General Public History

6/17/15 – Baasan

My undergraduate education gave me many things, one of which is my dear friend Samantha. We became fast friends, both of us were studious, avid connoisseurs of ice cream (but terrified of the dreaded freshman 15), and a quarter Asian. One of the many perks of our friendship was getting to meet Samantha’s family, including… Read the Rest »

6/10/15 – SHRA’s Jennifer Stevens on NCPH’s History@Work blog

This week on the National Council on Public History’s History@Work blog, SHRA’s Jennifer Stevens has a guest post on the intersection of public history and policy.  Click here to read the entire piece, including how a discovery of Arthur Schlesinger, Jr.’s work lead her to her career in entrepreneurial public history.

6/3/15 – Colorado Chataqua

On a recent trip to Boulder, Colorado I had the chance to stay in the Colorado Chautauqua, one of the few Chautauquas left in the U.S., and the only one still operating west of the Mississippi. The nationwide Chautauqua movement of the late 19th and early 20th centuries was characterized by intellectual and cultural retreats… Read the Rest »

5/27/15 – 100 Years of Town Forests

This year, Vermont is celebrating 100 years of town forests. Town forests are just that – tracts of forest managed by the town, something that sounds so simple that it’s easy to forget their significance. I have fond memories of tromping through our town forest growing up in Ferrisburgh; it is on Shellhouse Mountain, a… Read the Rest »

5/20/15 – Cherry Blossoms

Despite my many research trips to Washington D.C. I’ve never had the opportunity to experience the city’s renowned cherry blossoms. Instead, every spring I gaze at the National Park Service’s live feed of the Cherry Blossom Web Cam. While most of the time my thoughts are rather rudimentary (“Golly, those flowers sure are pretty…”) this… Read the Rest »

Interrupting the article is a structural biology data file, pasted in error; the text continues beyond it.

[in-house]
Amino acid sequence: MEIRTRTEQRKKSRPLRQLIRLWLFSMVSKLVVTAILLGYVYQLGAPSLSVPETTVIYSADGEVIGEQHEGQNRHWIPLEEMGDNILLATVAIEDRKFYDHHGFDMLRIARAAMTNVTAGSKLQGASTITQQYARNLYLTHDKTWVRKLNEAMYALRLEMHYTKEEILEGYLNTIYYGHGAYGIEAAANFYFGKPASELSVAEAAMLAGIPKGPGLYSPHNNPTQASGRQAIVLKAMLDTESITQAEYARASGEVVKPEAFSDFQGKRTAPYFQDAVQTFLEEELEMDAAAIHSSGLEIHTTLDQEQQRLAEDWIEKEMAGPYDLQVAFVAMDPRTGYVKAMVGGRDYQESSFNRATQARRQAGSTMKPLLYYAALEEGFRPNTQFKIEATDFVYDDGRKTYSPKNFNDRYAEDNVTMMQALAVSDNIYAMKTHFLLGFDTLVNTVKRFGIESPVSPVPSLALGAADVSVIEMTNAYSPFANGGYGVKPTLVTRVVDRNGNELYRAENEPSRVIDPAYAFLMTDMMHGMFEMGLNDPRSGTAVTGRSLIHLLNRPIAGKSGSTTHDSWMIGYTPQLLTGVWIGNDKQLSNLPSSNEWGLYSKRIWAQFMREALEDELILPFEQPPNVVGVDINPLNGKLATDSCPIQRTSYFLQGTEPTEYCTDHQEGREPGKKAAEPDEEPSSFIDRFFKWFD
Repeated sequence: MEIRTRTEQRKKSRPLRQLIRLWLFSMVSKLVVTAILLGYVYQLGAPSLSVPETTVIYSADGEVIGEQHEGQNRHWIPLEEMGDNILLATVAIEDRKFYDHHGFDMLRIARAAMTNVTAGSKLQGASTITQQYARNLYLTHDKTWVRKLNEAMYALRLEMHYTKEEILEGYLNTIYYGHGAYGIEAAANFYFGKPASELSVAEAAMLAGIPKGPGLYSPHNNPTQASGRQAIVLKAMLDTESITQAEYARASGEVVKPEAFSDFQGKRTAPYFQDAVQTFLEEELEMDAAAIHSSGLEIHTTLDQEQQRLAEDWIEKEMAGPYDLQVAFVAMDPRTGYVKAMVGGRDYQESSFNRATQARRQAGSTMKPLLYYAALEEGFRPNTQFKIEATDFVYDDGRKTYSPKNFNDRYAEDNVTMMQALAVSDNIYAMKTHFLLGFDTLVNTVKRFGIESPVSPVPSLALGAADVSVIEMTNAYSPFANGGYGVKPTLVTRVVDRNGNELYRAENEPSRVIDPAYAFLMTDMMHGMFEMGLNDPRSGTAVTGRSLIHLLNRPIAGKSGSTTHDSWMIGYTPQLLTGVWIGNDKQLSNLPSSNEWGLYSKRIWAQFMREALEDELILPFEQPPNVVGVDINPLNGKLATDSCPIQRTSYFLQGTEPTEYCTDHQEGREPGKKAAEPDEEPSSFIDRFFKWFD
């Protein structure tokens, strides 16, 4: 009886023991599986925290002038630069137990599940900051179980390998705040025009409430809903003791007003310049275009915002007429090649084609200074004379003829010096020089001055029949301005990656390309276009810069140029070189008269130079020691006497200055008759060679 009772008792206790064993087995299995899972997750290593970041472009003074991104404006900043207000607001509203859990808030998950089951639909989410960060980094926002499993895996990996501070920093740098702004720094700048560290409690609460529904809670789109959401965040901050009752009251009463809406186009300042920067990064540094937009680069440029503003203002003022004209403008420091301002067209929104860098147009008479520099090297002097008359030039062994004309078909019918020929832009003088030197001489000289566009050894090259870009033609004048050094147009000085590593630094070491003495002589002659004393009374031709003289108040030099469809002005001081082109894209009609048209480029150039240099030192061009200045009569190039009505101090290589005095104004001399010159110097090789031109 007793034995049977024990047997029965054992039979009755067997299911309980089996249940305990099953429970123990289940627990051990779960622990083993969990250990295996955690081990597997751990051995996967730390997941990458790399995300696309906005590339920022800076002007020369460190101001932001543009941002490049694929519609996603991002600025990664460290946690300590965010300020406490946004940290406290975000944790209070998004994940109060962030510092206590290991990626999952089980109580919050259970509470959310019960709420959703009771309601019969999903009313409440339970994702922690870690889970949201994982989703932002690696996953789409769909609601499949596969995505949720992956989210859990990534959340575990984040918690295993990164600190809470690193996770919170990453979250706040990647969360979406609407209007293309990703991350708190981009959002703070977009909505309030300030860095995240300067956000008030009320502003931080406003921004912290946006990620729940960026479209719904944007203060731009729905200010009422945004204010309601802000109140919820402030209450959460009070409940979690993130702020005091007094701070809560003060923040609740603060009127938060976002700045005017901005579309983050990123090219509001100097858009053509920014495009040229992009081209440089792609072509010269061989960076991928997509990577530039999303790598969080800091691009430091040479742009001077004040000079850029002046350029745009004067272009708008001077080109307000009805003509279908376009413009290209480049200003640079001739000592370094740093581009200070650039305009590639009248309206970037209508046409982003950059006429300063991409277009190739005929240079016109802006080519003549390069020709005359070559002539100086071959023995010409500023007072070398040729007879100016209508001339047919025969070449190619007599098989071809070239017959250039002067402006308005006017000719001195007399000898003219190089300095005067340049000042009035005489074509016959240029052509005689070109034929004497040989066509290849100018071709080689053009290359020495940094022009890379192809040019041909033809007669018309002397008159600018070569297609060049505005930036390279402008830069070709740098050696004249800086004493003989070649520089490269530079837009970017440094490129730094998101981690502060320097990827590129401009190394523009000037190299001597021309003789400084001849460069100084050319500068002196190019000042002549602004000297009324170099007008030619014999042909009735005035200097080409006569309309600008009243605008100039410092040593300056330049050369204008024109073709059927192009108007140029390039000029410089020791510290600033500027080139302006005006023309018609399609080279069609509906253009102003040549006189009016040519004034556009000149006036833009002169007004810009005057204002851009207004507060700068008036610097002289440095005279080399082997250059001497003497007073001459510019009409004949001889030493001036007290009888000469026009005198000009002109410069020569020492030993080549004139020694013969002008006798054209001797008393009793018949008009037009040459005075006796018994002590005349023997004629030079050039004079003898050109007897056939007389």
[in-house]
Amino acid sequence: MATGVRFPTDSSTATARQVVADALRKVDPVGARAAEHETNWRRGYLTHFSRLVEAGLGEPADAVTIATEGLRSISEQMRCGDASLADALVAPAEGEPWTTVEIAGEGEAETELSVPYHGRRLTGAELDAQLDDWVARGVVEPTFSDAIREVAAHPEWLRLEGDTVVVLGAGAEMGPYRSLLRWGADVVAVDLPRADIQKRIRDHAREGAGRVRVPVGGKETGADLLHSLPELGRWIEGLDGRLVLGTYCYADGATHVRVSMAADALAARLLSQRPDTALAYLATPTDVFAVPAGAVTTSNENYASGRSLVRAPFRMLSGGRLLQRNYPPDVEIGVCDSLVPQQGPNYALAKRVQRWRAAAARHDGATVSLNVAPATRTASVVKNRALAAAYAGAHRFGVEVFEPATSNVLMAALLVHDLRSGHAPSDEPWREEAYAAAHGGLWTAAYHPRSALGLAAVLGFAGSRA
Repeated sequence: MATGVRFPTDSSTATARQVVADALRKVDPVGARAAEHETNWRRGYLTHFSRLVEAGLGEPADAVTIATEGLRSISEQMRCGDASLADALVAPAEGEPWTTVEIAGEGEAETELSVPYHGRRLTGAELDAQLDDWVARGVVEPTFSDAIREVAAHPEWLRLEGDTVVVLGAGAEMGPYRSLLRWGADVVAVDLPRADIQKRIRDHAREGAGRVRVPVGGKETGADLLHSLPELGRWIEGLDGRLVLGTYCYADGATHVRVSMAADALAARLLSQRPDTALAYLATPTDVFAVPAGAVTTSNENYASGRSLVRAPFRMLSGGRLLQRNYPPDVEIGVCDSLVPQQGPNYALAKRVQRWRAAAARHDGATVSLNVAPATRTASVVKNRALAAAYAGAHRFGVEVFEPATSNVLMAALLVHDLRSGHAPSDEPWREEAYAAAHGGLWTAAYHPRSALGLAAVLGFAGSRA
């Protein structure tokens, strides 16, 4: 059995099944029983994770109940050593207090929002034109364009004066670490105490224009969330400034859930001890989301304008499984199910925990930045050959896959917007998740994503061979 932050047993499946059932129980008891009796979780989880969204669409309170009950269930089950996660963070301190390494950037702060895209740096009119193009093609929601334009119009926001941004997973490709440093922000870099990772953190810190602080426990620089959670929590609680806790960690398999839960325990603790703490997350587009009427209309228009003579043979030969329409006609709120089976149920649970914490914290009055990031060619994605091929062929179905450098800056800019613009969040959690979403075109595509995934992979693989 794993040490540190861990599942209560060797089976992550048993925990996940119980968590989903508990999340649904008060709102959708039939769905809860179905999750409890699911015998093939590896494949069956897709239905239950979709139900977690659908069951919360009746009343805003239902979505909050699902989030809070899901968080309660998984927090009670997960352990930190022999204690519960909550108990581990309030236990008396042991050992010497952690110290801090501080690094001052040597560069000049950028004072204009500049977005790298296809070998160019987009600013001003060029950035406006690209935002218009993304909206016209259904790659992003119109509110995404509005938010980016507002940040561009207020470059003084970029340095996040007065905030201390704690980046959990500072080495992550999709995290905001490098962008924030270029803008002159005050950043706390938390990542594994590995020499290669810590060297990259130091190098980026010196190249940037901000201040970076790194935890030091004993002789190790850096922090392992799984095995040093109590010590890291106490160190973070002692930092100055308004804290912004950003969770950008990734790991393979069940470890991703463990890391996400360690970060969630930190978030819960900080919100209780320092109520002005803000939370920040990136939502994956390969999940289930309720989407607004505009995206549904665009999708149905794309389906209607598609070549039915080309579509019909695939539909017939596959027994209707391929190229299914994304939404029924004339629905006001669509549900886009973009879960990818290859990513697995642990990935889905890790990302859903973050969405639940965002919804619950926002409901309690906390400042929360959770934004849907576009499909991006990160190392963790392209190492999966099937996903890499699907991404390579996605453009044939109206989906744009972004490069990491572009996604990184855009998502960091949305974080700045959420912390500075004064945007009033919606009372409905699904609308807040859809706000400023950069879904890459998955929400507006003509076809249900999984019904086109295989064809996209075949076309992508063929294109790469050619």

5/13/15 – Go Fish

Looking at an image of (renowned Washington governor) Isaac Stevens, two things come to mind. First, he has a striking resemblance to Brad Pitt. Second, he looks like a man that gets what he wants, come hell or high water. As the first Territorial Governor of Washington and the Superintendent of Indian Affairs, Stevens did… Read the Rest »

5/6/15 – Early Snow Surveys

While reading correspondence from the Bureau of Reclamation recently, SHRA researchers came across indications that some of the earliest snow surveys, dating back to the early 1920s, were conducted in the Boise River watershed. This piqued our interest in the early history of snow surveys and how technological developments have improved their accuracy. At a… Read the Rest »

4/29/15 – Spring 2015 Newsletter

This week, we mailed our Spring 2015 Newsletter.  Included in that newsletter were references to two client reports that have recently been made available to the public as part of the Idaho Department of Environmental Quality’s Lower Boise River TMDL 2015 Addendum.  Those reports are A History of the Pioneer Irrigation District and Water in… Read the Rest »

4/22/15 – Jackson School

There’s a sign along Highway 20, just northwest of Mountain Home, Idaho, that has caught my attention many times. “Jackson School,” it reads, “1898-1925.” There’s no other explanation, and there’s not much else around aside from fields. After my last trip past the sign, I finally did some research. Jackson School was part of Rattlesnake Station,… Read the Rest »

4/15/15 – Hall of Fame: Feliz Cumple, Executioner

When searching through historical material, SHRA researchers occasionally come across items so singular that they need no elaboration.  We’re showcasing some of these finds here on our blog as our “Hall of Fame” entries.  We hope you will enjoy and appreciate seeing these little gems from the archives. Editor’s note:  For more information on Emperor… Read the Rest »

1 4 5 6 7 8 13